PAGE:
Submission - Custom fields, multiple submission types, tracks, audio visual, multiple upload formats, automatic conversion to pdf.Review - Peer Review, Bulk reviewer assignment, bulk emails, ranking, z-score statistics, and multiple worksheets!
Reports - Many standard and custom reports generated while you wait. Print programs with participant indexes, event grids, and more!Scheduling - Flexible and convenient grid scheduling within rooms and buildings. Conflict checking and advanced filtering.
Communication - Bulk email tools to help your administrators send reminders and responses. Use form letters, a message center, and much more!Management - Search tools, duplicate people management, editing tools, submission transfers, many tools to manage a variety of conference management headaches!
Click here for more information.

Association:
Name: International Communication Association
URL:
http://www.icahdq.org


Citation:
URL: http://www.allacademic.com/meta/p111654_index.html
Direct Link:
HTML Code:

MLA Citation:

Mazzocco, Dennis. "Radio's New Deal: The NRA and U.S. Broadcasting, 1933-1935" Paper presented at the annual meeting of the International Communication Association, Marriott Hotel, San Diego, CA, May 27, 2003 <Not Available>. 2009-05-26 <http://www.allacademic.com/meta/p111654_index.html>

APA Citation:

Mazzocco, D. W. , 2003-05-27 "Radio's New Deal: The NRA and U.S. Broadcasting, 1933-1935" Paper presented at the annual meeting of the International Communication Association, Marriott Hotel, San Diego, CA Online <.PDF>. 2009-05-26 from http://www.allacademic.com/meta/p111654_index.html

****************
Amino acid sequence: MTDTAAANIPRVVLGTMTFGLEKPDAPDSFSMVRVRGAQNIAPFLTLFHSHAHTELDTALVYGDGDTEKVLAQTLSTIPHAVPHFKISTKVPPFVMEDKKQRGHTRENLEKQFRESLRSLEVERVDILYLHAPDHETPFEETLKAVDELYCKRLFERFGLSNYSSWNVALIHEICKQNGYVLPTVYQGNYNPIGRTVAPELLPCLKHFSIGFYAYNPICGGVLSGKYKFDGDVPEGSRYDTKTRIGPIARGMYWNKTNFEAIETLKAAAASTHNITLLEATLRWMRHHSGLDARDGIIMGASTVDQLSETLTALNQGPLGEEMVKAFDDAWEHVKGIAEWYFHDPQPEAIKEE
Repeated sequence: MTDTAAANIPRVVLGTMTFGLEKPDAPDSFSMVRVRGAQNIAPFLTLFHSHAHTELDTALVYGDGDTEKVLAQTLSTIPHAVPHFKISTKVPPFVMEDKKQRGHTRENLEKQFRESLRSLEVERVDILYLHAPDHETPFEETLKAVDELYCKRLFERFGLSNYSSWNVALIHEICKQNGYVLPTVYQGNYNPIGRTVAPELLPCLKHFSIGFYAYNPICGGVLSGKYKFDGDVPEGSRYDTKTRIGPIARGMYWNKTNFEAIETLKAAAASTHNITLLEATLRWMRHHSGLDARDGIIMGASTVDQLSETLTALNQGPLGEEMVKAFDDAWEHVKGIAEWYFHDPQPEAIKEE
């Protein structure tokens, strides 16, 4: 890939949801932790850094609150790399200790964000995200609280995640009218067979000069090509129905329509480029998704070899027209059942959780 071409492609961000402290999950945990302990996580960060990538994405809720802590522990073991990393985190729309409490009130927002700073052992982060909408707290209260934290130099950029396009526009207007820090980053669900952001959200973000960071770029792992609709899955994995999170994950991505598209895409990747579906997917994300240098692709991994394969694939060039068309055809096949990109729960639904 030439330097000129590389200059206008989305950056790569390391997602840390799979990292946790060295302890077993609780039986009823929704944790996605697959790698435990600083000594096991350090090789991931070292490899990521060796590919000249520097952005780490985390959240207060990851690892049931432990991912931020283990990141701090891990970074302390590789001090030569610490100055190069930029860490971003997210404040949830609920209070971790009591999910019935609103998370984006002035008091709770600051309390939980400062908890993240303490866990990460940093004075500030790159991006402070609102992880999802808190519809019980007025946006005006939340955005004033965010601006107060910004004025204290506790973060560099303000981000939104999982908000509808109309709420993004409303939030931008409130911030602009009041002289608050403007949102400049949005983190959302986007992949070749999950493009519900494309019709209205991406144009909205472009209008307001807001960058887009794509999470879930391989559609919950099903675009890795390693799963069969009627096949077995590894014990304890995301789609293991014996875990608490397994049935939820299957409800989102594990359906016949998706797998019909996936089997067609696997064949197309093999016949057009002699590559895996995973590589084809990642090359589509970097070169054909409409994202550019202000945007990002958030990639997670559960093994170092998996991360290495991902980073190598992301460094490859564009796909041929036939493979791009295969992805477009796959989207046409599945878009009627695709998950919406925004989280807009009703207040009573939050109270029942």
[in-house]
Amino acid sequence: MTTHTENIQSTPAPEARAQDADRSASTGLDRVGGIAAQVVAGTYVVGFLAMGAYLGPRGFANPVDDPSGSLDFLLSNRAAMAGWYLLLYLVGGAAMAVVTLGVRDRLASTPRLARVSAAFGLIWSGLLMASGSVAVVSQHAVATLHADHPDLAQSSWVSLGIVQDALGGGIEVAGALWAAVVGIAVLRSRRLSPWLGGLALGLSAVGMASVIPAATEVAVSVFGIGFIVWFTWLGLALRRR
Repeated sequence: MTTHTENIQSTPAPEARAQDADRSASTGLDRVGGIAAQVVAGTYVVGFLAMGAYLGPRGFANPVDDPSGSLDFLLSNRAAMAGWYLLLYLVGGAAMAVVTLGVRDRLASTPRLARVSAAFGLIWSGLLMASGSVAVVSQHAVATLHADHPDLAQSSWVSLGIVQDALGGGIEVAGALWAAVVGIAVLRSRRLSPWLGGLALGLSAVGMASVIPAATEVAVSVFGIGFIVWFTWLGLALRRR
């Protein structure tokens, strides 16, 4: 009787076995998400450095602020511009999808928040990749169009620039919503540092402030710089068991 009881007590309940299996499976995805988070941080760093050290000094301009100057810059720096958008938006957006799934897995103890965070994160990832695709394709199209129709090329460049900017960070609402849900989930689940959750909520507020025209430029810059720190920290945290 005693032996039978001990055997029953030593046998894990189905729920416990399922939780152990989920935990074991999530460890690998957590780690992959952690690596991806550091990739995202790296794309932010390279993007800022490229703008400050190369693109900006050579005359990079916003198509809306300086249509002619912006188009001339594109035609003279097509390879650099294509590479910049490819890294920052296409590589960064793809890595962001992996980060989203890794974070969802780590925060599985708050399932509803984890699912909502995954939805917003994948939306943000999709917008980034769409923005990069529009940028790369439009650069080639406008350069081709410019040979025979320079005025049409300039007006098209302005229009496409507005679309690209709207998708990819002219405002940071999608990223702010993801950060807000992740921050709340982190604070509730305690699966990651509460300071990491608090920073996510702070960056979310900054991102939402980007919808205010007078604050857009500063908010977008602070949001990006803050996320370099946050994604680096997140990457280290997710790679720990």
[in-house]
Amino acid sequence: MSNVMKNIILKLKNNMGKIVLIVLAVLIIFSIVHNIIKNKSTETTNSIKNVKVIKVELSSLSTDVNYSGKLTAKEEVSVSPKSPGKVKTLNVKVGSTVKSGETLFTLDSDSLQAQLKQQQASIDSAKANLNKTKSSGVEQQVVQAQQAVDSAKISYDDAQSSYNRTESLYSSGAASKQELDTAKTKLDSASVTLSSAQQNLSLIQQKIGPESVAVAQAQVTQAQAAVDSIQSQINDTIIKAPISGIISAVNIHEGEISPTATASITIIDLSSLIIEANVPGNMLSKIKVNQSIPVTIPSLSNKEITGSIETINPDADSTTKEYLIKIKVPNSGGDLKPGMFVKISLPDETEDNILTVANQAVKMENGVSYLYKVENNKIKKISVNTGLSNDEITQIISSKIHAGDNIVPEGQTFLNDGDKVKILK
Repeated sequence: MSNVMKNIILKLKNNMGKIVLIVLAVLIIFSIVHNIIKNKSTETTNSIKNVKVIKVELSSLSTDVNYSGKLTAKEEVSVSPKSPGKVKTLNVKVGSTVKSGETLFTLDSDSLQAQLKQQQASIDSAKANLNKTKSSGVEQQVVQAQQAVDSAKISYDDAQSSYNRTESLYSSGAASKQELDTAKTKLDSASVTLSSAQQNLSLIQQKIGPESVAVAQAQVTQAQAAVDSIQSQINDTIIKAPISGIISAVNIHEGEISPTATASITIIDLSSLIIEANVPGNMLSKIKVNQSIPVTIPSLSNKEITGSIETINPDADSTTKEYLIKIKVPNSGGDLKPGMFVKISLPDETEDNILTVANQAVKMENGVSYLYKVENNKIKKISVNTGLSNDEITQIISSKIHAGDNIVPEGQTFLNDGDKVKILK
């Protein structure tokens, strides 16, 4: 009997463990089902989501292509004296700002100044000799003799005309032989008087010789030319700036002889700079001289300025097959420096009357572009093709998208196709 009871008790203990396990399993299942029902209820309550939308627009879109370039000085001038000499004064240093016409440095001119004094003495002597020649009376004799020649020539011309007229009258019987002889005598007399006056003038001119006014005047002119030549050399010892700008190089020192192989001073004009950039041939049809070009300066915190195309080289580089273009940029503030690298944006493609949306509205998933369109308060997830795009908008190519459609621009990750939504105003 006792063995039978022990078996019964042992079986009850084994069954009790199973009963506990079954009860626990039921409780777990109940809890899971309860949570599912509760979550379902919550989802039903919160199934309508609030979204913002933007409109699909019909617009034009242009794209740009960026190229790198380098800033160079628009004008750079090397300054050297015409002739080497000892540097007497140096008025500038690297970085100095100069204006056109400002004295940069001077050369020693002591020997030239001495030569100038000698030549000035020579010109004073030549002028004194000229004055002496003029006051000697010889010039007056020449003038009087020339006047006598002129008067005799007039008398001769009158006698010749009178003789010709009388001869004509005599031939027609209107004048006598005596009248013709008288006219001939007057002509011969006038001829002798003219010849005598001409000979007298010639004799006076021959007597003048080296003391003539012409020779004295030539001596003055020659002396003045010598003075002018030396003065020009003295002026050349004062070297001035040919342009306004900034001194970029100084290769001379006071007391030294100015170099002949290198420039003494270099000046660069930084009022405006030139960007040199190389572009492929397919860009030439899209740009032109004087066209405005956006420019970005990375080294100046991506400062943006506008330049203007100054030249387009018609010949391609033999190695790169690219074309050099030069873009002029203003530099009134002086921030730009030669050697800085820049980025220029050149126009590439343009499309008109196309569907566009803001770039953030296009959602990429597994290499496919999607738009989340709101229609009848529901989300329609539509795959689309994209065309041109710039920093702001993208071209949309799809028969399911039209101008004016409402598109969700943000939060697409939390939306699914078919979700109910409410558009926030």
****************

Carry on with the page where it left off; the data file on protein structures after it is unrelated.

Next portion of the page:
Publication Type: Conference Paper/Unpublished Manuscript
Review Method: Peer Reviewed
Abstract: This paper describes the political process of implementing the National Recovery Administration (NRA) codes in U.S. broadcasting from January 1933 to May 1935, when NRA legislation was overturned by the U.S. Supreme Court. Through this first New Deal period, the National Association of Broadcasters (NAB) sought to maintain its corporate dominance of broadcasting that it won in the the Radio Act of 1927, and later the Communications Act of 1934. The largest U.S. radio networks (the National Broadcasting Company and the Columbia Broadcasting System) through its control of the National Association of Broadcasters (NAB), largely steered the NRA code-making process. The NAB Board of Directors developed a set of "war plans' to protect advertisers, agencies, broadcasters, alike from attacks by unfriendly groups. The NAB's principal focus was to protect the advertiser-supported broadcasting system from opposition groups. Though this organization, national broadcasting industry interests usually won out over the concerns of local or small-town broadcasters. Due to a largely cooperative policy that favored President Roosevelt, the radio industry maintained industry control through 1935 over the broadcasting status-quo despite challenges from organized labor groups such as the International Brotherhood of Electrical Workers and other organizations that had protested the almost complete commercial re-orientation of the industry. The following key turning points through the 1933-35 period: (1) organization of the Radio Broadcasting Code Authority (RBCA); (2) the establishment of network company unions to thwart independent unionism; (3) announcement of "Code of Fair Competition for Radio Broadcasting".